Wednesday, January 26, 2022
HomeInterviewsGrant Thomas - British Legend

Grant Thomas – British Legend

-

Team Raleigh’s Dan Fleeman has set the interview up for us, and we’re sitting in the “Hotel Anonymous” in Walsall. A dapper, trim figure in blazer and slacks bounds up the stairs; it takes a moment to register – it’s our man, Grant Thomas.

Good words for riders from Viktor? They’re thin on the ground… Niko Eeckhout, Guy Smet, Hamish Haynes, Jack Bauer and maybe Jens Keukeleire get grudging acknowledgement. But there has to be someone he idolised, surely?

British amateur road race champion, winner of amateur Six Days and one of the best road men in Europe in the early 70’s. There were no budget airlines, no internet, no mobile phones – just the will to go and race against the best in the world.

As Viktor put it; ‘he was the coolest – nobody looked better on a bike than Grant Thomas, he was everything I wanted to be in a cyclist.

Grant Thomas
Grant brought some old newspapers and press cuttings along to show us.

* * *

Early Days

Grant was involved in the local brass band as a lad, it was part of the culture that each mine would have it’s own band, but music wasn’t what inspired the youngster. “My dad saved cigarette cards and I remember looking through them and being fascinated by the racing cyclist ones“, but that’s only a part of why Grant wanted to become a racing cyclist himself.

His dad was in the Cyclists’ Touring Club, the CTC, and Grant would often accompany him on weekend runs. “We’d go down to Weston-Super-Mare at 20 mph average. Walsall was a mining village and every lad had a bike, if you didn’t, you were cooped up here. Thing is, we used to see the racing guys when we were out, you could identify them by the ice cream flags they used to roll their tubs in, under their saddles.

* * *

Early UK Racing

Grant’s racing went well, and he steadily progressed up through the ranks, so by 1968 he was short listed for the Mexico Olympics, on the track. “I hadn’t trained for the road, and I had to fit the bike in around studying for my HNC; we got holidays from college to study for the exams, and I’d use the time to go training in the mornings.

In the late ’60’s, the top track riders of the day were Ian Hallam, Ron Keeble, Harry Jackson and Billy Whiteside, and Grant found himself in the team pursuit squad with them.

Grant Thomas
Winning a Belgian kermis.

However, in the event, Grant didn’t travel to Mexico for the Games. “We had a trial, the squad was divided in two and we did a full distance team pursuit – 4:36 was the target. I think my team did 4:42 to the other team’s 4:38, and that was that.

* * *

Moving to Holland

In 1969, Grant had completed his HNC, and started to wonder what to do next, when fate took a turn; “When college was out of the way we’d heard that a clutch of Brummie guys had gone to Limburg in Holland to race.” Grant arranged to meet one of the guys, and he gave Grant a valuable first step – an address. “So Mick Bennett and I went off Holland, found the address and knocked on the door!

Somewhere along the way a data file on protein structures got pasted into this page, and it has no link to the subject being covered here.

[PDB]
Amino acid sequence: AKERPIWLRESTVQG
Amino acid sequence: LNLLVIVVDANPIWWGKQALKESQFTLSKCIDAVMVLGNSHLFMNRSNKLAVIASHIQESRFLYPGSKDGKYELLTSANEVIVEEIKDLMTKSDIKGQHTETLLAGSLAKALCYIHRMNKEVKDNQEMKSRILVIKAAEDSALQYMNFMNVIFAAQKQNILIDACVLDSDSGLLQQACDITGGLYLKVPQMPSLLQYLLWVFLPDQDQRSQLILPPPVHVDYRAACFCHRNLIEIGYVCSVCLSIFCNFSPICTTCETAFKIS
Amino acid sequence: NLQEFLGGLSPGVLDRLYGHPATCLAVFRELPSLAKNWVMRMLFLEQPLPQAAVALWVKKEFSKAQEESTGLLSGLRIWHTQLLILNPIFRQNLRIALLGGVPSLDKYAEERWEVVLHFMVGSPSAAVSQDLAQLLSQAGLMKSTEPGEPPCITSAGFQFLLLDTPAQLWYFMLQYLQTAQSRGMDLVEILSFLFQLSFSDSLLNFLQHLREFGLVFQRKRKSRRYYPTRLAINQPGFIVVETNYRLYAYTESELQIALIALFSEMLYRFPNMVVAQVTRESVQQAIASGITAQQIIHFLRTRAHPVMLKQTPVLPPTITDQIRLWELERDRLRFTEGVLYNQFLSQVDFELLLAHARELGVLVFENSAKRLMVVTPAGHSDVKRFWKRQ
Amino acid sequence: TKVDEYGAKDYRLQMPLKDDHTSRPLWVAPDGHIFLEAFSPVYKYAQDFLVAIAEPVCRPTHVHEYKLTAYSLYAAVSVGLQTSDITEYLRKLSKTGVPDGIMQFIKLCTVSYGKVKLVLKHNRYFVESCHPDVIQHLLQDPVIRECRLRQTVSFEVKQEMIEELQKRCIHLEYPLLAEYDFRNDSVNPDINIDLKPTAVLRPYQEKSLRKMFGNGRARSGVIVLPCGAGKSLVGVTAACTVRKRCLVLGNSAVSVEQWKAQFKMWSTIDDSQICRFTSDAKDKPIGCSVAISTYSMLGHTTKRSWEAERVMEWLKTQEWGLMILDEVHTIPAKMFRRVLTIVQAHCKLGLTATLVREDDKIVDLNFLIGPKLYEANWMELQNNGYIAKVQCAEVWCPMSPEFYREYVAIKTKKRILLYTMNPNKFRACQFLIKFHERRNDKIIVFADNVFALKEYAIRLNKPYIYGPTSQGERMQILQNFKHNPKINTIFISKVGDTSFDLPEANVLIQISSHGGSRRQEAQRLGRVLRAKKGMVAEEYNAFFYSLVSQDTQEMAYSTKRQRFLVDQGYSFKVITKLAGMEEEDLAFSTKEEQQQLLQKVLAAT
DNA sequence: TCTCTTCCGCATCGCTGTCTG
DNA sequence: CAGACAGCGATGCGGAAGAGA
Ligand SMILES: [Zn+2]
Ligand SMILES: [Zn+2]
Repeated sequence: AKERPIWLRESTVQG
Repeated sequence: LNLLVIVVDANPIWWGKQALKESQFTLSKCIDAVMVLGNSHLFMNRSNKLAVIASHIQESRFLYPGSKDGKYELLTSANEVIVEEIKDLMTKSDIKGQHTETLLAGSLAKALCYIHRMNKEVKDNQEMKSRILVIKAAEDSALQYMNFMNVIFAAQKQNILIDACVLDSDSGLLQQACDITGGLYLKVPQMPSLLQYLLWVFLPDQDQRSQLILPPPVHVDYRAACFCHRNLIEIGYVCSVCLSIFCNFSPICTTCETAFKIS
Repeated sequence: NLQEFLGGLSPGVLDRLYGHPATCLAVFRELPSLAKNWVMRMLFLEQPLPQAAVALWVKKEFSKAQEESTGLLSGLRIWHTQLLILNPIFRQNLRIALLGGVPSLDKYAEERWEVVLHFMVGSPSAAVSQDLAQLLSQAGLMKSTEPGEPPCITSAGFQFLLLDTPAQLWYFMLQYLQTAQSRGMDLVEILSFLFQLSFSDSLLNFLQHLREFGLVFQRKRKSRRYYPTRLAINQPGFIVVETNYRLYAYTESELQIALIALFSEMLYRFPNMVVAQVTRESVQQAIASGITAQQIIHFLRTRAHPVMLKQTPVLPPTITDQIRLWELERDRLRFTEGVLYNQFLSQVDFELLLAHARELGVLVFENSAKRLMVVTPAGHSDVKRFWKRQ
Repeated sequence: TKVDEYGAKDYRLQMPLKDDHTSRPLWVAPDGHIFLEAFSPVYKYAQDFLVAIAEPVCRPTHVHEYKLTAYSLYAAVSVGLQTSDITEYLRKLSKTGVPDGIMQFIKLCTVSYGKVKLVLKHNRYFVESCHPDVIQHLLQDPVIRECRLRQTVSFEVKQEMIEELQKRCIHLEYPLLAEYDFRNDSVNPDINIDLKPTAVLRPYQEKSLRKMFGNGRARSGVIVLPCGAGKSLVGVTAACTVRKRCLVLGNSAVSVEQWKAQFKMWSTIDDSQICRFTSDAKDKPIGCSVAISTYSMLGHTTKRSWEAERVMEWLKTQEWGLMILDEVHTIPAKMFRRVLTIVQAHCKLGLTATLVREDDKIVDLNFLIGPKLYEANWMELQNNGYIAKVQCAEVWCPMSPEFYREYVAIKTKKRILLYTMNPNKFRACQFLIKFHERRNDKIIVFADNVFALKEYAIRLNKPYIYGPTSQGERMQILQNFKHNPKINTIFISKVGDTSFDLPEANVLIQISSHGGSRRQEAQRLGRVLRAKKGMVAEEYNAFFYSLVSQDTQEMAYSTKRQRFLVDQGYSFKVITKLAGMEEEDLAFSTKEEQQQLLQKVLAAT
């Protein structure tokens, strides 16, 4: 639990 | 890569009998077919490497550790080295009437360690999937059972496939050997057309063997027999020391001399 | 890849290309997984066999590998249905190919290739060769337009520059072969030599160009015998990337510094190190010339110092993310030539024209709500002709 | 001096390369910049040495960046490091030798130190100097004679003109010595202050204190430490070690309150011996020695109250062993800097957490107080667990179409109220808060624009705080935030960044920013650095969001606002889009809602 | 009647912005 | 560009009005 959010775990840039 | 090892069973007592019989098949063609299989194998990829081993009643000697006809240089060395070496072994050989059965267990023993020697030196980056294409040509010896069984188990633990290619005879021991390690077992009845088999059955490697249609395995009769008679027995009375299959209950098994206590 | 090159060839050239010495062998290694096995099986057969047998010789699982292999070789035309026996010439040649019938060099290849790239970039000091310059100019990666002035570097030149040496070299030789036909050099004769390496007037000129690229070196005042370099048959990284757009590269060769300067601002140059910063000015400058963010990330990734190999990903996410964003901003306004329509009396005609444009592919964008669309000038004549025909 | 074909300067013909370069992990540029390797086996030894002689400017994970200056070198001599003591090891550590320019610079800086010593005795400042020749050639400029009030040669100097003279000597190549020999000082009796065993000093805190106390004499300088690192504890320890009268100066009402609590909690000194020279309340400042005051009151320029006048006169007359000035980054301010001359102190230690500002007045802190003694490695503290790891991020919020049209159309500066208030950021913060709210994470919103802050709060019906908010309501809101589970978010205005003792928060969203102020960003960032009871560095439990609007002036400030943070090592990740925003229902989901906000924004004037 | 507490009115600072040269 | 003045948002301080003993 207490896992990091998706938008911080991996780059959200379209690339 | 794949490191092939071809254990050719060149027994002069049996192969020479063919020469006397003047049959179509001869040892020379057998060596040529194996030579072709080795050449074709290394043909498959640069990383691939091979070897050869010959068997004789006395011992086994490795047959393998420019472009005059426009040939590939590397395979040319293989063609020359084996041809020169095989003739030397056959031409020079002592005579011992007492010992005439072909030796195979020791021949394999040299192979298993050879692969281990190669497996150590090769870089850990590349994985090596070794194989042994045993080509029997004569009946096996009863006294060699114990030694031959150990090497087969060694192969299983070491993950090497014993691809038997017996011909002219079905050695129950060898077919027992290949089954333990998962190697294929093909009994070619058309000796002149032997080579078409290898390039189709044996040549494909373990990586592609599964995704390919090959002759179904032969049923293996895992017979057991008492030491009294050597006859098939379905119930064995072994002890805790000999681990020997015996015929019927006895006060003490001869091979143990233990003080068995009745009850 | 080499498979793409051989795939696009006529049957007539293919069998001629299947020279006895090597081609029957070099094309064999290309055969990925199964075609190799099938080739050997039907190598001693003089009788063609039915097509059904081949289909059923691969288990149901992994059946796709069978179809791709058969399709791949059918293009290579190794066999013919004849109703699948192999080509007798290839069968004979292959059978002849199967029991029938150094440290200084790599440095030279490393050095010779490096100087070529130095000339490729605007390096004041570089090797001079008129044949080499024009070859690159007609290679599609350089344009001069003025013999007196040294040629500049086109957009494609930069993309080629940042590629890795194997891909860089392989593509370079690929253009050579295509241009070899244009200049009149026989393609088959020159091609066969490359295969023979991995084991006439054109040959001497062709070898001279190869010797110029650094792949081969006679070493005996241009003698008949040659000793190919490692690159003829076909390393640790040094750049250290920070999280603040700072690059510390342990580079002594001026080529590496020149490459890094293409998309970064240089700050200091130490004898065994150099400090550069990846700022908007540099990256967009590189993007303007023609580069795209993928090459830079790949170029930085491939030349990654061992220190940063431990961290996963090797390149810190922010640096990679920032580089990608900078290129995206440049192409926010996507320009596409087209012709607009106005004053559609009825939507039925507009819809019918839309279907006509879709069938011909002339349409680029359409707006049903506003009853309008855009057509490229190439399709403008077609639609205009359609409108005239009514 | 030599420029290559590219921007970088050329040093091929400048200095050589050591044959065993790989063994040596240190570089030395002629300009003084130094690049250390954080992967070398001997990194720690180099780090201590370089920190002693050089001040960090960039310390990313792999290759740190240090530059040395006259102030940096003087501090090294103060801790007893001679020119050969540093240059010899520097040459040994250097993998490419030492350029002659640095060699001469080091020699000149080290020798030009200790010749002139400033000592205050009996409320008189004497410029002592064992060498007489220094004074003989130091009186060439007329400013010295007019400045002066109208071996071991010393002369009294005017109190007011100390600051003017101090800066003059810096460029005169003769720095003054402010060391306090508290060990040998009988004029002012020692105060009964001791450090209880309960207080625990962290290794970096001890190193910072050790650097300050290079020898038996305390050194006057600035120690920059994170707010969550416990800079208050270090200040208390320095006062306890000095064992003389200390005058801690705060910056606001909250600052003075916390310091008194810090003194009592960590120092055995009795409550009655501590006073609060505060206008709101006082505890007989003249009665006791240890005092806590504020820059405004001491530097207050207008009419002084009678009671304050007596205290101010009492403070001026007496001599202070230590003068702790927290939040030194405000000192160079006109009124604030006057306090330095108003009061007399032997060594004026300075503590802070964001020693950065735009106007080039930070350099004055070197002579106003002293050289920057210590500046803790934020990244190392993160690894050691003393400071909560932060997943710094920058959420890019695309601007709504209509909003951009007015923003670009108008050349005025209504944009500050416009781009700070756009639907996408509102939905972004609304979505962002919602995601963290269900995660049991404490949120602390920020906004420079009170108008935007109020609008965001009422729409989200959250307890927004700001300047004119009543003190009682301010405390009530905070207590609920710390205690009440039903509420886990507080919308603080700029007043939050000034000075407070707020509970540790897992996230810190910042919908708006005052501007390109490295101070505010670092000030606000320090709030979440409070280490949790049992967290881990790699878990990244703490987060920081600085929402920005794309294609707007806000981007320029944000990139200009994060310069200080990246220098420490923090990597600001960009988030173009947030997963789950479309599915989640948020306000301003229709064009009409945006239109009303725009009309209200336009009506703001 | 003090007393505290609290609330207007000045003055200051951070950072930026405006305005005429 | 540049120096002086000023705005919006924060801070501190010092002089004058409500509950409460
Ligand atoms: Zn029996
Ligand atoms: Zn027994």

The day the two of them arrived in Holland, the fourth edition of the Amstel Gold Race was being run, with Guido Reybrouck leading a Belgian clean sweep of the first seven places. All the villages on the race route were “in feest”, in festival mood, “but Mick wondered if all the flags were out for us. The family were having their tea when we arrived and I think they gave us some chips.

Grant and Bennet fixed up to stay with the family that evening, and that was it, they were organised. It was a culture shock as could be expected – not only living in a foreign country, but stepping up a level in the quality of the racing too.

Nevertheless, Grant got himself noticed. “I managed to scrape a top 20 in the Tour of Limburg; that caught the eye of the promoter Charles Ruys, and I got invited to ride some omniums after that.

Ruys asked Grant; “what are you doing down here in Limburg? up in Brabant they ride twice as fast!

Grant Thomas
A very youthful looking Thomas and Bennet with their Six Day soigneur.

Grant got an invite to ride the Omloop Van Het Waasland, a race based around the Flemish region bordering the Netherlands to the north, who’s capital is Sint-Niklaas. “We decided to move up to North Holland and got fixed up in lodgings at a village called Philippine. It was so small that when we first drove through it, we missed it, we had to turn the car and go back!

The family Grant lived with looked after him and treated him really well, “like a son. Eventually they even bought me a car to go to races in, an Opel.

Grant Thomas
On the track Grant was a stayer, but he had an effective sprint on the road.

Towards the end of the racing season, Grant decided to remain in Holland, rather than come back to England.

Together with another English rider, Terry Carroll, they both went to work in the sugar beet factory in the area. “It was hard graft, humping sacks of pulp seven days a week – we used to call it the ‘Sugar campaign’.

Once the crop was processed for the day, the two of them would go out training. Sometimes, Grant would buy a train ticket and travel up to the Antwerp track for a session on the boards.

Grant Thomas
It wasn’t just the Belgian journalists that loved Grant.

* * *

Getting it Together

In 1970, Grant started to get it together, with a string of good results in major races; 16th in Het Volk, won by Frans Verbeeck, 3rd in the Ronde Mid Zeeland, 3rd in the amateur Henninger Turm, and 10th in the ‘trial’ race on the Olympic circuit at Munich. “I guested for the Trico Noble team and won a race for them in Luxembourg, so that got me a ride for them in ’